ADVERTISEMENT BY THE AUTHORESS, TO NORTHANGER ABBEYTHIS little work was finished in the year 1803, and intended for immediate publication. It was disposed of to a bookseller, it was even advertised, and why the business proceeded no farther, the author has never been able to learn. That any bookseller should think it worthwhile to purchase what he did not think it worthwhile to publish seems extraordinary. But with this, neither the author nor the public have any other concern than, as some observation is necessary upon those parts of the work which thirteen years have made comparatively obsolete. The public are entreated to bear in mind that thirteen years have passed since it was finished, many more since it was begun, and that during that period, places, manners, books, and opinions have undergone considerable changes.
Then, inexplicably, Jane herself delayed publication, writing to her niece Fanny in March, 1817: “Miss Catherine is put upon the shelves for the present, and I do not know that she will ever come out.” Sadly, Jane never saw this novel or Persuasion in print. Henry, her favorite brother, arranged to have the novel he renamed Northanger Abbey published posthumously along with Persuasion in late December, 1817. In his foreword he wrote:
The following pages are the production of a pen which has already contributed in no small degree to the entertainment of the public. And when the public, which has not been insensible to the merits of “Sense and Sensibility,” “Pride and Prejudice,” “Mansfield Park,” and “consolatory to think that, as she never deserved disapprobation, so, in the circle of her family and friends, she never met reproof; that her wishes were not only reasonable, but gratified; and that to the little disappointments incidental to human life was never added, even for amoment, an abatement of goodwill from any who knew her.,” shall be informed that the hand which guided that pen is now mouldering in the grave, perhaps a brief account of Jane Austen will be read with a kindlier sentiment than simple curiosity. Short and easy will be the task of the mere biographer. A life of usefulness, literature, and religion, was not by any means a life of event. To those who lament their irreparable loss, it is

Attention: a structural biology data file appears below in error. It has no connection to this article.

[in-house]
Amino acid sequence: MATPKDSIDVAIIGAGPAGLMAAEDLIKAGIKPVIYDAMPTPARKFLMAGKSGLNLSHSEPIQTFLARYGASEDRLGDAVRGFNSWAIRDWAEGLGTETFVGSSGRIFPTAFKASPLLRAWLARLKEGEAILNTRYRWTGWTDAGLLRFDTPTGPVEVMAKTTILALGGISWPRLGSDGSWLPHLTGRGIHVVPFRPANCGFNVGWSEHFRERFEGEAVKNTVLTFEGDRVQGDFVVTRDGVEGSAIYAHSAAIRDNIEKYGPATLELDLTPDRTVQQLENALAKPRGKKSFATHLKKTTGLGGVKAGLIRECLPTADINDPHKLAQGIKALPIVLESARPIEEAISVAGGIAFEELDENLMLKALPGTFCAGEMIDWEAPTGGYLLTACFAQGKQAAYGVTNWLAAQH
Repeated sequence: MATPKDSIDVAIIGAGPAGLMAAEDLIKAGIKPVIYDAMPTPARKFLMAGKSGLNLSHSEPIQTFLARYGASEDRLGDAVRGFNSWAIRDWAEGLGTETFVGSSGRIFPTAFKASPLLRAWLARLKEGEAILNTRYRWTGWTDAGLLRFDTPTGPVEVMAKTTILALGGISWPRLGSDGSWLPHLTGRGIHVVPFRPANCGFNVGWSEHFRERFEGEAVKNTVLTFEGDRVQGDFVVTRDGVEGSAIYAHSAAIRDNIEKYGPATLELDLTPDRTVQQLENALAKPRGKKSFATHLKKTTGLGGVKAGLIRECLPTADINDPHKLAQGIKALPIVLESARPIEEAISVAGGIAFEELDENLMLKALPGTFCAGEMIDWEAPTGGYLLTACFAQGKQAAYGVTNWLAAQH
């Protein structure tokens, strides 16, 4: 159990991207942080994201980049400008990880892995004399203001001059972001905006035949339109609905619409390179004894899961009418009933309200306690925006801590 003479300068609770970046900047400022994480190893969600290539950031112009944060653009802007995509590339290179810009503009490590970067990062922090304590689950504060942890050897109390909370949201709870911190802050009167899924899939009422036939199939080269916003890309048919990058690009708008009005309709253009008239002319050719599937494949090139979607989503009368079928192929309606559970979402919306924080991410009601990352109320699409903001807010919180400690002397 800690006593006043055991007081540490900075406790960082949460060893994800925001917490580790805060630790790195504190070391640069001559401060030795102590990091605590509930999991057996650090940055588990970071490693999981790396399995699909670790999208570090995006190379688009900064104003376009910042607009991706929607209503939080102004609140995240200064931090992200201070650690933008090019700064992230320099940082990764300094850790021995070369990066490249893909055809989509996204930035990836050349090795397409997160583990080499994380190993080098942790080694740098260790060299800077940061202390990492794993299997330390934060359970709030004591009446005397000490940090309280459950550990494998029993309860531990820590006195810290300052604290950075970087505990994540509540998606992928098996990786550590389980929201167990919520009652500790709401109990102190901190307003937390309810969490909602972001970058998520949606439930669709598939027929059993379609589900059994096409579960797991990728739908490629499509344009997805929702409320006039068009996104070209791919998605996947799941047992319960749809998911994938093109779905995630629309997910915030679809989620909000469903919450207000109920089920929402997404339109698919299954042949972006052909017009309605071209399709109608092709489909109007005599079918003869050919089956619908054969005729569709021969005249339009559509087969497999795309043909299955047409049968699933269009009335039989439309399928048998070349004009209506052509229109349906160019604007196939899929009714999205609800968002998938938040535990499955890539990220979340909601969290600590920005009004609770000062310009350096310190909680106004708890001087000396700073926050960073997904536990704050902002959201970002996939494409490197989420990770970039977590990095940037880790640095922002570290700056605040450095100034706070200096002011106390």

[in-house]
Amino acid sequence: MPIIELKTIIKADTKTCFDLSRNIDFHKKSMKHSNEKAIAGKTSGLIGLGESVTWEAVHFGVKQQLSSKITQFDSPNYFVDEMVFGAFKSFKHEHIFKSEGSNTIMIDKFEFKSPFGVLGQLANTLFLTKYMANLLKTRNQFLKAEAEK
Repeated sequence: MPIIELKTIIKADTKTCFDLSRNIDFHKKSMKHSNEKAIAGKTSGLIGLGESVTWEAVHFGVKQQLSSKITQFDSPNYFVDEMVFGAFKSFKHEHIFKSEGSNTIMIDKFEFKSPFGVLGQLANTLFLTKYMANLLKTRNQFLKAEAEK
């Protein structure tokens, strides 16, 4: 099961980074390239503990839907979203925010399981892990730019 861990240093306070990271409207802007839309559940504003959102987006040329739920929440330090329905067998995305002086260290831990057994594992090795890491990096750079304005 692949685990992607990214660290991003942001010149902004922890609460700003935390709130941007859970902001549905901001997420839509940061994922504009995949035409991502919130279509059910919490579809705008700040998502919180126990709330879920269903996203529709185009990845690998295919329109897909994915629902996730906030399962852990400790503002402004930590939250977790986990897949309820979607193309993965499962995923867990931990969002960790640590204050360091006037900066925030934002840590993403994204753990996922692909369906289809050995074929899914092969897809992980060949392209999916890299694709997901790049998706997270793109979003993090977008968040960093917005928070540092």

Click here to read the rest of Henry’s touching foreword and on the links below to learn more about this fascinating tale.
- Find an interesting book review by Joan Aiken on Claire Tomalin’s and David Nokes’ biographies of Jane Austen, in which she puts forth her own conjecture on why it took Jane so long to publish her three early novels, and about the 10 year drought in her literary output.
- Fronticepiece of the book: Wikipedia
- C.E. Brock Illustration from Molland’s
- Jane Austen, The World of Her Novels, Deirdre Le Faye,
- Only A Novel: The Double Life of Jane Austen, Jane Aiken Hodge, Coward, McCann & Geoghegan, Inc, NY, 1972, SBN 698-10425-0
- Jane Austen: A Life, Claire Tomalin, Albert A. Knopf, NY, 1998, ISBN 0-679-44628-1